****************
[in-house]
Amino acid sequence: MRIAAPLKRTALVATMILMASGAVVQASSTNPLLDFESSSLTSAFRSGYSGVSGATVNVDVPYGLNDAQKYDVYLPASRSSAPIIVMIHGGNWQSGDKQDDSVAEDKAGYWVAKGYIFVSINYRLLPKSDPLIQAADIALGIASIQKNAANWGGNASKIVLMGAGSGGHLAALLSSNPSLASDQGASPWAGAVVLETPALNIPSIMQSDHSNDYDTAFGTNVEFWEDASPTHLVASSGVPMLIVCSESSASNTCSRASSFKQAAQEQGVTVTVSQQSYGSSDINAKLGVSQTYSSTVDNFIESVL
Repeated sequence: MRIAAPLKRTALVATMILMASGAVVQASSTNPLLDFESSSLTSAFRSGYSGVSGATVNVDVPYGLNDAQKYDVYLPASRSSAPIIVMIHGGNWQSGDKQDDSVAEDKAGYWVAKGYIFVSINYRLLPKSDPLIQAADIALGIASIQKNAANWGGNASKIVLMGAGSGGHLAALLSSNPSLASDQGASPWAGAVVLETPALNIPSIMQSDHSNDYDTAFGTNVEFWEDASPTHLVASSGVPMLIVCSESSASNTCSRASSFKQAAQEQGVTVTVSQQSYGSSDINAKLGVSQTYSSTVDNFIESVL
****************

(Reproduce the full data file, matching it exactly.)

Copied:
[in-house]
Amino acid sequence: MRIAAPLKRTALVATMILMASGAVVQASSTNPLLDFESSSLTSAFRSGYSGVSGATVNVDVPYGLNDAQKYDVYLPASRSSAPIIVMIHGGNWQSGDKQDDSVAEDKAGYWVAKGYIFVSINYRLLPKSDPLIQAADIALGIASIQKNAANWGGNASKIVLMGAGSGGHLAALLSSNPSLASDQGASPWAGAVVLETPALNIPSIMQSDHSNDYDTAFGTNVEFWEDASPTHLVASSGVPMLIVCSESSASNTCSRASSFKQAAQEQGVTVTVSQQSYGSSDINAKLGVSQTYSSTVDNFIESVL
Repeated sequence: MRIAAPLKRTALVATMILMASGAVVQASSTNPLLDFESSSLTSAFRSGYSGVSGATVNVDVPYGLNDAQKYDVYLPASRSSAPIIVMIHGGNWQSGDKQDDSVAEDKAGYWVAKGYIFVSINYRLLPKSDPLIQAADIALGIASIQKNAANWGGNASKIVLMGAGSGGHLAALLSSNPSLASDQGASPWAGAVVLETPALNIPSIMQSDHSNDYDTAFGTNVEFWEDASPTHLVASSGVPMLIVCSESSASNTCSRASSFKQAAQEQGVTVTVSQQSYGSSDINAKLGVSQTYSSTVDNFIESVL